Breast Variations and Benign Conditions

By OBOS Common Medical Conditions Contributors | October 15, 2011

Breasts are dynamic organs that change considerably over a lifetime in response to aging and variations in the body’s hormone production. Understanding these changes can help you to distinguish between normal variations and something that may require medical attention. Most conditions causing change, lumps or pain are benign.

The breasts respond to estrogen and progesterone during each menstrual cycle, with growth and fluid retention that can range from barely noticeable to somewhat painful.

During perimenopause, hormone levels begin to fluctuate, and menstrual cycles may become irregular. Effects of hormone changes on the breasts may include increased pain and lumpiness, which understandably can be worrisome if you’re looking for signs of breast cancer. A lump that gets smaller over time is unlikely to be cancer. A lump that remains the same size or gets bigger should be evaluated. (See What if I Have a Lump?)

Some women’s breasts remain lumpy after menopause. Most benign lumps are caused by hormone stimulation, so if you are taking hormones after menopause, the breasts will continue to feel as they used to. Cysts rarely form after menopause, so if a new lump does form, it’s a good idea to have your health care provider examine it.

Breast pain in the postmenopausal years may be coming from the chest wall, arthritis of the spine, or, only rarely, from cancer.

Cysts

There are several kinds of breast lumps. Cysts are fluid-filled sacs that develop from dilated lobules or ducts, most commonly during your 40s or 50s. They are usually smaller than a pea. Cysts can be identified by ultrasound or by removing the fluid and making sure no lump remains.

As you age, small cysts may fill up further with fluid, sometimes causing tenderness and growing to sizes that can be felt with the fingers. By your 50s, dense glandular tissue and stroma begin to decrease (a process called involution), and fatty tissue increases.

Simple cysts — those that are just fluid, for example — don’t have to be removed unless they are causing pain or are so big that you can’t feel the surrounding breast tissue. A breast ultrasound is the best way to be sure a cyst is simple.

Treatment involves numbing the skin with a local anesthetic, inserting a thin needle into the cyst, and drawing the fluid into a syringe, a process called aspiration. The fluid may look gray and cloudy, dark and oily, or clear yellow or green. If a lump remains after aspiration, or if the fluid looks dark and bloody, you’ll need to have the area biopsied, meaning tissue will be removed and examined under a microscope for further diagnosis.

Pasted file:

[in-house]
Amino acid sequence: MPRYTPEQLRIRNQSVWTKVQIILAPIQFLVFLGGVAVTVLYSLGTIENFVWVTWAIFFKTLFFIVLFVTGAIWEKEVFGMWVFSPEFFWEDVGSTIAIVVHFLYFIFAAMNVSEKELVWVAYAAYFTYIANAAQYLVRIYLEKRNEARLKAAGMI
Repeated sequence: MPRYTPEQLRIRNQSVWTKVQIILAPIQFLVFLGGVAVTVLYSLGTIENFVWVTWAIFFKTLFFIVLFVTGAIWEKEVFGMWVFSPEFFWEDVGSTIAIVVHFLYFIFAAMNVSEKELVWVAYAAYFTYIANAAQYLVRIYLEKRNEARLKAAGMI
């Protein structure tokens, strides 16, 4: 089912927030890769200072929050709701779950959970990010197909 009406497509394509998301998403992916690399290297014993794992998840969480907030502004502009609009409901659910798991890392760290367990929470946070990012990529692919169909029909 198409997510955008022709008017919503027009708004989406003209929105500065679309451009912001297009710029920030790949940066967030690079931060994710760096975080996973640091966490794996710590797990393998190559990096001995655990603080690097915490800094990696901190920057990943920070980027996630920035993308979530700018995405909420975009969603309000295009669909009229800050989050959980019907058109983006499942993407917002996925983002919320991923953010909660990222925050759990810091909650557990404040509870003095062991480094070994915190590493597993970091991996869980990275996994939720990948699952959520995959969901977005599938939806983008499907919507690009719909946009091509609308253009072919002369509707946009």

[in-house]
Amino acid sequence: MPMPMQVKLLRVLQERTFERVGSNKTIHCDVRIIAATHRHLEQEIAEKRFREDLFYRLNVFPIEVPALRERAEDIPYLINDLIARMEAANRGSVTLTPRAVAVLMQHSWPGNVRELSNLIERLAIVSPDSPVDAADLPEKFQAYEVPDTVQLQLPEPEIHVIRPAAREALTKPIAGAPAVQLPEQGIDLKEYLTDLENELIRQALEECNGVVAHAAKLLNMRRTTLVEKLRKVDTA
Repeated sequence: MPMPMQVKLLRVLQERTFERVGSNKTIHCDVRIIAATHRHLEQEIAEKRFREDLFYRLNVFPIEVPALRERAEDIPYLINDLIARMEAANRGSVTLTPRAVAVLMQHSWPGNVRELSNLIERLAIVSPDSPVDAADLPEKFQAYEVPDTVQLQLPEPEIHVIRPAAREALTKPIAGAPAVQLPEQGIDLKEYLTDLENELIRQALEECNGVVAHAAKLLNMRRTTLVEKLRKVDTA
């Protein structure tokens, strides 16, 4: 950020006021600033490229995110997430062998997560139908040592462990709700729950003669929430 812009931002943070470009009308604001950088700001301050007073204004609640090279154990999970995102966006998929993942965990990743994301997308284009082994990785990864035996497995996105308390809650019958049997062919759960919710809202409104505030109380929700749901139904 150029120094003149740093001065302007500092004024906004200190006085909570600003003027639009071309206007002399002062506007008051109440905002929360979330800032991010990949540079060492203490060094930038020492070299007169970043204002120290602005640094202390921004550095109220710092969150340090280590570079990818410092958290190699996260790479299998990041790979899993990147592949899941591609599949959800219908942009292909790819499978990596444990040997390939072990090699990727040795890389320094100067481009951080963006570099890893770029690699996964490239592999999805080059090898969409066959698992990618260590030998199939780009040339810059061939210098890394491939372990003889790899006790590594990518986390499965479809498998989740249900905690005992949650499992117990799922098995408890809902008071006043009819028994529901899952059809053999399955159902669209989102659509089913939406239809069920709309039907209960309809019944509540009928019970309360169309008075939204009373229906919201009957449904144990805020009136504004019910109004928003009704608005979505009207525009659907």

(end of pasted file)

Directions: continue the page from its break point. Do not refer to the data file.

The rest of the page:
Cysts may refill with fluid after aspiration. If the same cyst continues to refill, removal may be recommended.

Fibroadenomas

Fibroadenomas are benign growths that form mostly during the teens and 20s; some that form early may last throughout life. They may develop in one or both breasts and feel like smooth, rubbery marbles that can be moved back and forth in place. These growths sometimes shrink at menopause, as hormone levels decrease. A fibroadenoma that continues to grow larger is usually removed surgically.

Fibroadenomas are rarely associated with cancer, although some breast cancers can feel like fibroadenomas. The younger you are, the more likely it is that you have a fibroadenoma and not a cancer. Often a mammogram can confirm that the lump is a fibroadenoma, but the only way to be certain is by doing a biopsy and looking at the tissue under a microscope.

Pseudolumps

Pseudolumps are areas of dense normal breast tissue. They develop in many women during perimenopause. To make sure there is no cancer, these areas should be evaluated with good breast imaging and follow-up breast exams.

Itching on the areola, breast pain, and a breast infection are some of the other benign conditions of the breast that women experience.

Nipple discharge, especially if it is bloody or coming from just one breast, should always be evaluated because it can be associated with cancer. Other conditions that cause nipple discharge include infection and noncancerous growths in the duct of the breast that become inflamed. Consult your health care provider for any persistent and troubling symptoms.